More than 1.5 million operations were cancelled or postponed at hospitals across England and Wales during 2020, according to the first study measuring the impact of Covid on NHS surgery.
The study, funded by Barts Charity as part of a £7m investment in Covid support, suggests this shortfall will increase to 2.4 million cancelled operations by the end of 2021, with millions of more patients likely to feel the impact for years to come.
The study has been published in the British Journal of Anaesthesia and is the first to detail how many NHS procedures did not occur during the pandemic. The lowest number was recorded in April 2020 following the first national lockdown, when the number decreased by 73%.
The researchers also revealed that patients having surgery who caught Covid while in hospital were 25 times more likely to die.
Dr Tom Abbott, one of the study authors from Queen Mary University of London, said:
“Our study reveals the true impact of the COVID-19 pandemic on surgical care in England and Wales, including both emergency and elective care. The long-term consequence of the disruption is unclear, but we anticipate that their quality of life will be severely affected for many patients.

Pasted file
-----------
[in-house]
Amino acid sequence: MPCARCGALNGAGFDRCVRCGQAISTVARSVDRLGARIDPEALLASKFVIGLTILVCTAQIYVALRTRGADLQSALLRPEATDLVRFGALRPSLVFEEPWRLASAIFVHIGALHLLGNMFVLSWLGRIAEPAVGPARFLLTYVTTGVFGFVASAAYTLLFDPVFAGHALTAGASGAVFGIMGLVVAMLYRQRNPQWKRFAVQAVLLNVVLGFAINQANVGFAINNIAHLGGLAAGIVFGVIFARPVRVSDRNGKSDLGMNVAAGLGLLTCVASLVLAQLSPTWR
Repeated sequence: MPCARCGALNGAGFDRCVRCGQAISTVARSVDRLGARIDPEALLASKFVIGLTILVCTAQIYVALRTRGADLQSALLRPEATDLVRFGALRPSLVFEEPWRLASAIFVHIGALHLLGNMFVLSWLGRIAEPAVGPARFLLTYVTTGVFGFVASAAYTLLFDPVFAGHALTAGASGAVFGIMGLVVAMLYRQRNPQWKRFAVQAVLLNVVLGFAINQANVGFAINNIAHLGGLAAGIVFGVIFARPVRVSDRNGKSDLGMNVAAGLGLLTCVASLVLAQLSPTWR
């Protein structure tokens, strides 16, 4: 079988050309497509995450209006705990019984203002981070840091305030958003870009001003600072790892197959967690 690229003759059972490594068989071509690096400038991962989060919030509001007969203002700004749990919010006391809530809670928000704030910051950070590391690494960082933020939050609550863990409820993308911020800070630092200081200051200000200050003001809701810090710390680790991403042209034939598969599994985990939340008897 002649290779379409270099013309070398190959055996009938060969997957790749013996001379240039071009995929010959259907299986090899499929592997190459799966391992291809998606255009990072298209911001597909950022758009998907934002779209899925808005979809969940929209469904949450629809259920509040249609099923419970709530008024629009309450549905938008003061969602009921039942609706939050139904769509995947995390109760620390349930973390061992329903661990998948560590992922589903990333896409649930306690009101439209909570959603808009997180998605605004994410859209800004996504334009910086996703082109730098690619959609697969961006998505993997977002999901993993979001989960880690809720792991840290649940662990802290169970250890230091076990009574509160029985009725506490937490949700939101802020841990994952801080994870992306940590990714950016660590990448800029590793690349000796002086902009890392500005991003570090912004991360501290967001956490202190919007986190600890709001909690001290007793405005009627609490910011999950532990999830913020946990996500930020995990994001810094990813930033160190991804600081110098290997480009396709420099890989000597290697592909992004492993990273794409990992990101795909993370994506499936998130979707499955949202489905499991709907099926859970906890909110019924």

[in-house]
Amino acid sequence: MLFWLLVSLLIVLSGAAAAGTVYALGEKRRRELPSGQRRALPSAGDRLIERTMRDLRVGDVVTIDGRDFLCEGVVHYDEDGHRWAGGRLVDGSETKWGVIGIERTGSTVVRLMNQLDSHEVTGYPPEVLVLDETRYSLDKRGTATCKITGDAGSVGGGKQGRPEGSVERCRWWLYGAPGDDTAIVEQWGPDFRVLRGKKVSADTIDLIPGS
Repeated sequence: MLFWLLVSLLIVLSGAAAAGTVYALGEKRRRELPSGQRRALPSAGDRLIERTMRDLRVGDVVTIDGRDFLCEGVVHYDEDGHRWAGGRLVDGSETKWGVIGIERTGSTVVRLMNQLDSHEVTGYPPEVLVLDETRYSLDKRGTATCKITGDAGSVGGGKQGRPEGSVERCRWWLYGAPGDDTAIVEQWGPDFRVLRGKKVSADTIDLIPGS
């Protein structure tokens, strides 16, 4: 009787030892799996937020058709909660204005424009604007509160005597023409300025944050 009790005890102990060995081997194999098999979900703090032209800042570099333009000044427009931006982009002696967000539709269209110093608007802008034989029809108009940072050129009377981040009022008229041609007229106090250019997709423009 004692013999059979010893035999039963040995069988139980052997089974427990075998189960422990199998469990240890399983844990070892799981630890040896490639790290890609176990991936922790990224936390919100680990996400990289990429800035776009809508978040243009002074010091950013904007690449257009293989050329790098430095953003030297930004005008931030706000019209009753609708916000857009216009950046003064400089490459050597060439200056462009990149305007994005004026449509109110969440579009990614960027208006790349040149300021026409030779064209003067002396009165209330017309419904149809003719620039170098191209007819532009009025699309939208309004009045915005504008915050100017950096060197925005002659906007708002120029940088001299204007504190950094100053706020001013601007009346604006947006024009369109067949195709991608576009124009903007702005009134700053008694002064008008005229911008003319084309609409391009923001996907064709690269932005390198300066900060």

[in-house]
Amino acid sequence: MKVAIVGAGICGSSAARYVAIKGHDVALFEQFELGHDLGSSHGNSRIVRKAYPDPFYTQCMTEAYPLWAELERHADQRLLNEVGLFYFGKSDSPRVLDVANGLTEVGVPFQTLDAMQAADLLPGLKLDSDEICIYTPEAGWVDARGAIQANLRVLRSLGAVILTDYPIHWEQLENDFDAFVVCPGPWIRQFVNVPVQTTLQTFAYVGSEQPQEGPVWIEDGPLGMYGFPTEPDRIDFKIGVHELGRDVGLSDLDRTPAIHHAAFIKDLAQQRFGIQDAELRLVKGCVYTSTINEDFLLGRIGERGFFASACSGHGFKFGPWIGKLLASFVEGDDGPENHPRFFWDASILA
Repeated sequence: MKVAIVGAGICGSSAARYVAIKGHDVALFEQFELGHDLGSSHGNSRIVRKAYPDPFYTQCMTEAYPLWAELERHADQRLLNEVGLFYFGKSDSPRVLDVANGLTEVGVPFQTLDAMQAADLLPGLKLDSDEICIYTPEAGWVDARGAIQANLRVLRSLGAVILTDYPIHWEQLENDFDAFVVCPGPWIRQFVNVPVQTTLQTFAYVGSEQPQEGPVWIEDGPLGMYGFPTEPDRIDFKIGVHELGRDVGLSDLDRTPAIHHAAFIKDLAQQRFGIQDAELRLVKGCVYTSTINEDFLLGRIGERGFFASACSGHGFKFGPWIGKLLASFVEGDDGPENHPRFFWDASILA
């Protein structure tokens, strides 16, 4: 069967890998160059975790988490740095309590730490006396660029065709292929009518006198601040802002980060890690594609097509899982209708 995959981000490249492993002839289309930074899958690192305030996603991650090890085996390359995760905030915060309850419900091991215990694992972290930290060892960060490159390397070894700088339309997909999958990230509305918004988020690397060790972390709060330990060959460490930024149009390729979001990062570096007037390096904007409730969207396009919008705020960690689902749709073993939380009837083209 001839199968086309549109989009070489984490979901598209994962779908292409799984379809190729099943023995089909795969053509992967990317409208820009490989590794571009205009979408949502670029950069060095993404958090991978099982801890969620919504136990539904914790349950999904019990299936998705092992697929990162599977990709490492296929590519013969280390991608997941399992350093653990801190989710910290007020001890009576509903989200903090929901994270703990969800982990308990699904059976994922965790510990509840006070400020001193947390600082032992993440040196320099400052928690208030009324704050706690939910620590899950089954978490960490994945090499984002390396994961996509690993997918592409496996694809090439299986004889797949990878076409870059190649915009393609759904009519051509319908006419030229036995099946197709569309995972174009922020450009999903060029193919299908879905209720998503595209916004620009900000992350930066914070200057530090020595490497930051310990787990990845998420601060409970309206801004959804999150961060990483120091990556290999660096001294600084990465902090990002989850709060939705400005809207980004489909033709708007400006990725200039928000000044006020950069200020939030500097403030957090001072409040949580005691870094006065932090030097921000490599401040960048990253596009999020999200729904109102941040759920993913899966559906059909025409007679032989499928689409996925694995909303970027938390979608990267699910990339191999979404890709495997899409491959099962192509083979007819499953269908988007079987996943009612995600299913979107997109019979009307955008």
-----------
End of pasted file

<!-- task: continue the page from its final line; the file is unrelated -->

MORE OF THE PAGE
“The backlog of surgery is likely to take many years to clear, particularly as infection control procedures now slow the speed with which surgical treatments can be delivered. As highlighted by our research, the high mortality amongst patients who acquire Covid-19 at the time of their surgery indicates that the current procedures and precautions must remain in place to safeguard our patients.”